Am höchsten bewertete positive Rezension
2 Personen fanden diese Informationen hilfreich
Fascinating thoughts - if only Kurzweil weren't so uncritically in love with his own ideas...
am 22. August 2009
There are lots of reasons to criticize this book, especially ten years after it was written. Nevertheless, I completely endorse it, whether you agree with the author or not. "The Age of Spiritual Machines" is about no less than the future evolution of mankind, and this is a topic everybody should be concerned about and (still) almost nobody is.
Kurzweil is a relentless optimist, both about the time frame of his predictions and about their implications. Reading his predictions for the year 2009, two economy crashes after the book was written, makes you want to smile about the naivete prevailing in the late nineties, the New Economy times when everything seemed possible. Kurzweil also mostly ignores social and political factors, basing his book solely on a technological view of development. That there are more factors to societal progress than technology was clear even in the nineties. In ignoring those factors, Kurzweil outs himself as a complete technocrat, a computer geek without much contact with the "Real World (TM)".
Also, he bases all his assumptions on his self-styled "Law of Accelerating Returns", which (simplified) states that evolution accelerates exponentially, that evolution compulsorily leads to technology and computing, and that computing power grows exponentially over time (as per Moore's Law). While his deduction of this so-called law is plausible, it is by no means scientifically sound. Plausibility is no substitute for scientific rigor. (The idea that god placed dinosaur bones in the ground when he created the Earth six thousand years ago is plausible too, if only you want to believe it.) This law could at best be called a conjecture. Still, Kurzweil accepts it uncritically as a fact and bases his book entirely on it.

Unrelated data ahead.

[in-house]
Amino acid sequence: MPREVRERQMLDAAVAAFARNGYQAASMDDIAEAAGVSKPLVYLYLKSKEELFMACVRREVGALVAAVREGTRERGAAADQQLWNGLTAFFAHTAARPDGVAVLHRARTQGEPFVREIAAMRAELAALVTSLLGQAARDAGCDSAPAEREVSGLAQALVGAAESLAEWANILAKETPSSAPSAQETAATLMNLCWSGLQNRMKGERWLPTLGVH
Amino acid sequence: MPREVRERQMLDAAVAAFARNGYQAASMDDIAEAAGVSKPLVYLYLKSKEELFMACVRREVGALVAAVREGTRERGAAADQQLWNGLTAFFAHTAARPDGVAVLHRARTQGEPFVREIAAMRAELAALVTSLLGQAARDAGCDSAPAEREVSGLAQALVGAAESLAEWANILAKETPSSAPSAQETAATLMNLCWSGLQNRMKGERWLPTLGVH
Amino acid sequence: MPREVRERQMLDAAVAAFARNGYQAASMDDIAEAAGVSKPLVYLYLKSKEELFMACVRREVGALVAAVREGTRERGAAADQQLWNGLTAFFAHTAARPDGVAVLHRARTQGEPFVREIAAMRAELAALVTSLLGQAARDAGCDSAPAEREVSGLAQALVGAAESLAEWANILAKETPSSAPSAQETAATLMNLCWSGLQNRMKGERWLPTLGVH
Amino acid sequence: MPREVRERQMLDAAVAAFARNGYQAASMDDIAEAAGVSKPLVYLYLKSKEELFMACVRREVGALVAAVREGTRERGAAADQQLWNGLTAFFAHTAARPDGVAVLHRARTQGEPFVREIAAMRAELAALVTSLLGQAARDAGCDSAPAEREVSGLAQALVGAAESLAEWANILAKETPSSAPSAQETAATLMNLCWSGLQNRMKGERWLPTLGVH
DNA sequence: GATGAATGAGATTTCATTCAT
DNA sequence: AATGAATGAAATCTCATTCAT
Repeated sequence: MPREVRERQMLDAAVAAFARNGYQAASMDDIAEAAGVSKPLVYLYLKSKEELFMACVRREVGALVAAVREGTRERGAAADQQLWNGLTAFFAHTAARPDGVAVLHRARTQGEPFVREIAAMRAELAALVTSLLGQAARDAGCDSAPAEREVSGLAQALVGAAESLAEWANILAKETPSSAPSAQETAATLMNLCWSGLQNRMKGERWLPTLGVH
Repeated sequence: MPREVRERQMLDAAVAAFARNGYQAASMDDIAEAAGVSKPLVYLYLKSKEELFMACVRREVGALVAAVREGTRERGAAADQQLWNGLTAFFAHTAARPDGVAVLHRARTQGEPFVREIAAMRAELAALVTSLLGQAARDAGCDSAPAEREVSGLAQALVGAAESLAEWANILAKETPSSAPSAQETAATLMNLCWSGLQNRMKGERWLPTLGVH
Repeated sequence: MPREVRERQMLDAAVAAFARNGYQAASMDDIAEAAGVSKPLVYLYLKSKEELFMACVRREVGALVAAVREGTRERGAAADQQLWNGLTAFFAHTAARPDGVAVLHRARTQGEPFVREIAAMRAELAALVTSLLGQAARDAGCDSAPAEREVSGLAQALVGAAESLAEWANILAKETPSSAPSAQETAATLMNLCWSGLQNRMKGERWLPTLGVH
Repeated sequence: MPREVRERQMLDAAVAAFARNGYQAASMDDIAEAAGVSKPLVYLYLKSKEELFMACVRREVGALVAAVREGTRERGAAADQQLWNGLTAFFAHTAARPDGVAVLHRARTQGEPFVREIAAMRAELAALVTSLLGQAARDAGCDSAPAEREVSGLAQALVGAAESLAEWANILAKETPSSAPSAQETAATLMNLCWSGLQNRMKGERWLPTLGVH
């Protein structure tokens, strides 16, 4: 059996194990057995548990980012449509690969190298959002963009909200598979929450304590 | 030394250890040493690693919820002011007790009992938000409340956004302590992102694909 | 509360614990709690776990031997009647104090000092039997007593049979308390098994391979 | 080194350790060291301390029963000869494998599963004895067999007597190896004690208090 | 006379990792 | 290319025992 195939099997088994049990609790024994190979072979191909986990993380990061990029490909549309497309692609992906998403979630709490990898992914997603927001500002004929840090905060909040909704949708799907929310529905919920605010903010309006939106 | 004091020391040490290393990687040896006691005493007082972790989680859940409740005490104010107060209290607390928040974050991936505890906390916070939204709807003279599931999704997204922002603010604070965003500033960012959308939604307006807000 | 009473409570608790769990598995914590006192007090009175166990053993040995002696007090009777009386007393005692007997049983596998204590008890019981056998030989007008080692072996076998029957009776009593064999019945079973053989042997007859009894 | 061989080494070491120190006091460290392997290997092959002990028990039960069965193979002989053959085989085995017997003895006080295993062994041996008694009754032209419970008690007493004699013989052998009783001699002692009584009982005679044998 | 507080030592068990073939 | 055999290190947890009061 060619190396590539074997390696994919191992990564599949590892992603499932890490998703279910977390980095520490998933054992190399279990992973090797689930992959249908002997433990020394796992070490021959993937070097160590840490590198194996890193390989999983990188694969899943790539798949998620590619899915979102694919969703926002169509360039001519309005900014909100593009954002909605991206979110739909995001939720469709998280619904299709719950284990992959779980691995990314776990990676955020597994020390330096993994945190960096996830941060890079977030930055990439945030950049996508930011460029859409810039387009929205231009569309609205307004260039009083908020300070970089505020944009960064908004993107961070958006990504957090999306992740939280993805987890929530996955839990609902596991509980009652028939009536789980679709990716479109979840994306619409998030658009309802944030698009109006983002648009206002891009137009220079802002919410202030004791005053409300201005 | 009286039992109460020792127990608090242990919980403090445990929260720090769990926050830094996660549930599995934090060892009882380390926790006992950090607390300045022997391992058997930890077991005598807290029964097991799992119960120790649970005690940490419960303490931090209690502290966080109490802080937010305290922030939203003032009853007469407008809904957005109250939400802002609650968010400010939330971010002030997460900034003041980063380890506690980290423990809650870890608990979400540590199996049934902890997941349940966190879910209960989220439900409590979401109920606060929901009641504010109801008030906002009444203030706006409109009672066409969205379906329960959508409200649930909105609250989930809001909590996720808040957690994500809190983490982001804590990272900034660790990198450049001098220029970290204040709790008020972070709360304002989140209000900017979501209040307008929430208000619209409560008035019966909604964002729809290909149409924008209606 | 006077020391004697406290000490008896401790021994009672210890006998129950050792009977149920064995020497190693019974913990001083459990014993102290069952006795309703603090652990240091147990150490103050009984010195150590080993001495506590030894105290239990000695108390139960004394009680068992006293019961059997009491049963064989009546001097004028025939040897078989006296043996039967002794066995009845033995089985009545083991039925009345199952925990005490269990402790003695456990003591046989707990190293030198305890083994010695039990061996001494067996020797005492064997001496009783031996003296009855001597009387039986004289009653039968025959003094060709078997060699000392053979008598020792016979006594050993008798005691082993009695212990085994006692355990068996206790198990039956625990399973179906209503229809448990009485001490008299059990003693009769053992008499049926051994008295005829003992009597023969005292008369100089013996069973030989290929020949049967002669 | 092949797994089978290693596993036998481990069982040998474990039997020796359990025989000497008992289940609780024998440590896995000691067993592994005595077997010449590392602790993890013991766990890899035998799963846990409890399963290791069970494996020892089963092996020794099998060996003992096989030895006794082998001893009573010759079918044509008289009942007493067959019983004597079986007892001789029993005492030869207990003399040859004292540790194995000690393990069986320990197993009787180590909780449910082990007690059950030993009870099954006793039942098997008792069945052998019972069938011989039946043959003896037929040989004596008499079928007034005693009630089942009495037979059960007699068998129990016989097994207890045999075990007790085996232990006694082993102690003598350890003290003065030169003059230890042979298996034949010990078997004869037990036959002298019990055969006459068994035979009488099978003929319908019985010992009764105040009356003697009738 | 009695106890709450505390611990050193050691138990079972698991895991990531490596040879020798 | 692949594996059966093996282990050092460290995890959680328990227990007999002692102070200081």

Kurzweil is no scientist, of course. He is an inventor. As an inventor, he must have both the vision and the enthusiasm to carry his vision through. This explains why he is so in love with his own ideas. It also explains why the book is, despite the deep flaws in it foundation, a great read. While Kurzweil is wrong about the time scale and the inevitability of the development of machine intelligence, his arguments are well researched and entertainingly written. Kurzweil has worked at the cutting edge of research into usable artificial intelligence, and he knows what he is talking about. The book is full of ideas about how machine intelligence can develop, what it might mean, and what it can be good for. Even if the book is far more speculative than he might want to admit, its value lies in making one central point: That evolution does not end with homo sapiens sapiens, that computers are a strong candidate for the next step on evolution's ladder, and that they could evolve much sooner than we'd like to think.
The influence of this book is hard to overestimate. That Kurzweil actually manages to overestimate it, and that he plugs himself too shamelessly, accounts for the deduction in stars I'm giving this book.